Bastille Day 2008
I missed Bastille Day celebrations in Paris on Monday – got on a plane back to DC early in the morning. But let me extend my best wishes on Bastille Day to all our French readers. And everyone else, too.
My friend BP, a magazine editor in France, commented at dinner the other night that the thing about America and France is their sometime rivalries arise in large part from the overlap of their universalizing moral impulses and the fact that the content of that universalizing morality has deep overlaps and yet deep differences. (He said all this with far more elegance and erudition than I am conveying here.) I asked what those overlaps and differences were. He said, well, the fact that in America, separation of church and state is about religious pluralism, whereas in France it is about clericalism and anti-clericalism; that the Revolution in France plumbed all the extremes, in a way that the American secession never did; that the notion of modern France is not just about justice and morality in the American sense but, following de Gaulle, a certain notion of civic honor for its own sake, une certaine idée de la France.
Someone else at that dinner added that the rise of the reputations of Camus (a revival of whose play, Les Justes, I managed see in an excellent production at the Lucernaire Theatre in Paris, despite my horrible French) and Aron in France itself had drawn French political culture to a much greater awareness of the values of the Revolution not as revolutionary values but, today, as values to be protected and defended. Much closer, she said, to (drum roll) … Burke’s Reflections on the Revolution in France. What values, I asked? Liberte, to start with, was the reply.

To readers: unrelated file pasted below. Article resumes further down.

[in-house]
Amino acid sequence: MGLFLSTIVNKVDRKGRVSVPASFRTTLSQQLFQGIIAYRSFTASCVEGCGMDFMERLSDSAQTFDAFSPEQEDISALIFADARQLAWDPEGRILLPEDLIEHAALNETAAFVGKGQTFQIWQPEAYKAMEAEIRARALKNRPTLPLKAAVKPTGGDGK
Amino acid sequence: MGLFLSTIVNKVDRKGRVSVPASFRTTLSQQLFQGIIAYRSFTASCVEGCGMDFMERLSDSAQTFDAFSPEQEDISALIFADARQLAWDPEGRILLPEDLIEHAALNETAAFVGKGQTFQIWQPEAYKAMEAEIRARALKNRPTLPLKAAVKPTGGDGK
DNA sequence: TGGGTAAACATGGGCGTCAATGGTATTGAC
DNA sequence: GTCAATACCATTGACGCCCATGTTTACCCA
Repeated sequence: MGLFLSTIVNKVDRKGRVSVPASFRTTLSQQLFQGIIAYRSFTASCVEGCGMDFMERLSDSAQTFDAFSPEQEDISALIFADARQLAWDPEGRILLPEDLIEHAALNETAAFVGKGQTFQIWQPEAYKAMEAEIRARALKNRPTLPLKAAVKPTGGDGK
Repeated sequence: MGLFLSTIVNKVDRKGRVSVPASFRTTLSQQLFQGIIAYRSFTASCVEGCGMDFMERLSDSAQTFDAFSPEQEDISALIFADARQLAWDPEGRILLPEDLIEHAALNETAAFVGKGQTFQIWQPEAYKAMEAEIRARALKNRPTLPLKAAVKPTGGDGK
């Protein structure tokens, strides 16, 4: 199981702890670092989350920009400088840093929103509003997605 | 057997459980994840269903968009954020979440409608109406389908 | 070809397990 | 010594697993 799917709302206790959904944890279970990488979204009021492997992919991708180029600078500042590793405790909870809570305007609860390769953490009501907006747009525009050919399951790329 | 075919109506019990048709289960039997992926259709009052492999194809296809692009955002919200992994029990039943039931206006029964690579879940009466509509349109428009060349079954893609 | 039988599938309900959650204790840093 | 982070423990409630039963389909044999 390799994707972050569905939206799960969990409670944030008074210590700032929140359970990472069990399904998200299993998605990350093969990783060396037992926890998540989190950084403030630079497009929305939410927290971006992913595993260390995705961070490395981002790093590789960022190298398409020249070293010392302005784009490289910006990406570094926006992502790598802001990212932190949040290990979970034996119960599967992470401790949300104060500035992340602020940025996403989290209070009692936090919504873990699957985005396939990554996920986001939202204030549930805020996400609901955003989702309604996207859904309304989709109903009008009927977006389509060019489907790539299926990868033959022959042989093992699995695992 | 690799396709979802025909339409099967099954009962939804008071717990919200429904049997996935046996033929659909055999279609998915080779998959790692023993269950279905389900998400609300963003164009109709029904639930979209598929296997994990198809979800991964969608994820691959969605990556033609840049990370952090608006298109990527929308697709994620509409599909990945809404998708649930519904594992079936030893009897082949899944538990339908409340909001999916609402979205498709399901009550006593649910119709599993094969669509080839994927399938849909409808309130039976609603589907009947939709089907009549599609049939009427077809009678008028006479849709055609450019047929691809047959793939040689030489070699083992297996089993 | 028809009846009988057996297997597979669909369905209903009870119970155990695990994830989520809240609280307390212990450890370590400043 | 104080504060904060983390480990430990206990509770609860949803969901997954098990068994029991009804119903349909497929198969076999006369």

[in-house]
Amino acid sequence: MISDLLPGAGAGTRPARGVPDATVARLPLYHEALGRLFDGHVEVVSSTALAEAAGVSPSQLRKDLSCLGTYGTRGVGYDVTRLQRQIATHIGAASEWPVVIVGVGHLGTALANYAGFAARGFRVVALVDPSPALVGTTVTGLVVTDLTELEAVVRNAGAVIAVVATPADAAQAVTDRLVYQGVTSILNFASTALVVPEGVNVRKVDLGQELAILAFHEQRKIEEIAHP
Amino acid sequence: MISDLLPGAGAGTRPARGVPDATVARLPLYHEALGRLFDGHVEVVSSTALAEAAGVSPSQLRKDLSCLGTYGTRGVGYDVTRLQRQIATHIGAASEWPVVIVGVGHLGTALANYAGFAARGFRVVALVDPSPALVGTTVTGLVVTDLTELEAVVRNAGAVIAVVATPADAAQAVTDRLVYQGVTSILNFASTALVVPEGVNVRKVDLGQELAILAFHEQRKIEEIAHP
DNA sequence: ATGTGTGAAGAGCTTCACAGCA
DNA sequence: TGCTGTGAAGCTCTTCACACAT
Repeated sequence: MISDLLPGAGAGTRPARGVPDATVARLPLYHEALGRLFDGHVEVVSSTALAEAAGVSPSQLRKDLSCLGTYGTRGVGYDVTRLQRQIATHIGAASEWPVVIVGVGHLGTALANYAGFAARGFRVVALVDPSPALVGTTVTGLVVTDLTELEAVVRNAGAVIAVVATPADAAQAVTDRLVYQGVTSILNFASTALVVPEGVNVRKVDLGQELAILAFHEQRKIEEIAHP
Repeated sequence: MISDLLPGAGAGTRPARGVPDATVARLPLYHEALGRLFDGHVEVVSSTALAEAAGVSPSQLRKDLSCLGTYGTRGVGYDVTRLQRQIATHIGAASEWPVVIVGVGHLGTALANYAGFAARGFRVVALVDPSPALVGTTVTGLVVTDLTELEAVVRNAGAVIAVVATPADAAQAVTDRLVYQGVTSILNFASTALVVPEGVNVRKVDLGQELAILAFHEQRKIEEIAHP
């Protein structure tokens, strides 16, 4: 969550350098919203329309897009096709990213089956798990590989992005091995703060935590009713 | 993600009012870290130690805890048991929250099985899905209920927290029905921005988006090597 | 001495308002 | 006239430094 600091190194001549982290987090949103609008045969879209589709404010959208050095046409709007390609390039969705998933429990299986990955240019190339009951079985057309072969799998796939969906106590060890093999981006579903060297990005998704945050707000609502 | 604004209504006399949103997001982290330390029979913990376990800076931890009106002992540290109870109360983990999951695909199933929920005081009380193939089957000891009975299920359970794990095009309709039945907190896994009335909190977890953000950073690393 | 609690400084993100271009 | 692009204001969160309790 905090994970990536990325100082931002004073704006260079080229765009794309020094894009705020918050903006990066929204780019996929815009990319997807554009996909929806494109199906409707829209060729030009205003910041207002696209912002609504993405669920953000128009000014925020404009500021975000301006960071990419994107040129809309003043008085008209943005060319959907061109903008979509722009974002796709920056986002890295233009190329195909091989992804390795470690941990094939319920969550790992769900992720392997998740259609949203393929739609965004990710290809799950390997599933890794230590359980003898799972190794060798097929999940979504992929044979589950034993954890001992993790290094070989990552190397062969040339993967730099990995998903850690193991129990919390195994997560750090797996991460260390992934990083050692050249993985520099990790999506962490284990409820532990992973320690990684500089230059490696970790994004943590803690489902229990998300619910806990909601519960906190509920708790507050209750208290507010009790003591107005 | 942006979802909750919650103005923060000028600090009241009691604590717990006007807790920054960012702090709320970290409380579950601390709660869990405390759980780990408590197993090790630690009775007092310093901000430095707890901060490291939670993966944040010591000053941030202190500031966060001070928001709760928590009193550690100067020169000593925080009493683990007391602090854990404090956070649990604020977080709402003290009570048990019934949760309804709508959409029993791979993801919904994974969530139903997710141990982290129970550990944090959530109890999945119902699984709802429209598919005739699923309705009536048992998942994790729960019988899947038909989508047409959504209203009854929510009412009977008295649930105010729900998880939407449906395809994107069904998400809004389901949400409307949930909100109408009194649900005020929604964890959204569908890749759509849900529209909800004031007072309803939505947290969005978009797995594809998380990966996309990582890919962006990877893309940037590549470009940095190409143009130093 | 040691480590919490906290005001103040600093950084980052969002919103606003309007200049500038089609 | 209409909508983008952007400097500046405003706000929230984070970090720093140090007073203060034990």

Very well. In honor of our shared tradition of liberty, then, my Bastille Day offering is a selection from the poetry journal of the Resistance fighter and Surrealist poet Rene Char, the estimable Leaves of Hypnos, written sometime most likely in 1943:
A tous les repas pris en commun, nous invitons la liberte a s’asseior. La place demeure vide mais le courvert reste mis.
(From the Cid Corman translation: At all the meals taken in common, we invite freedom to have a seat. Its place remains empty but it stays set.)
Casablanca. Vive la France.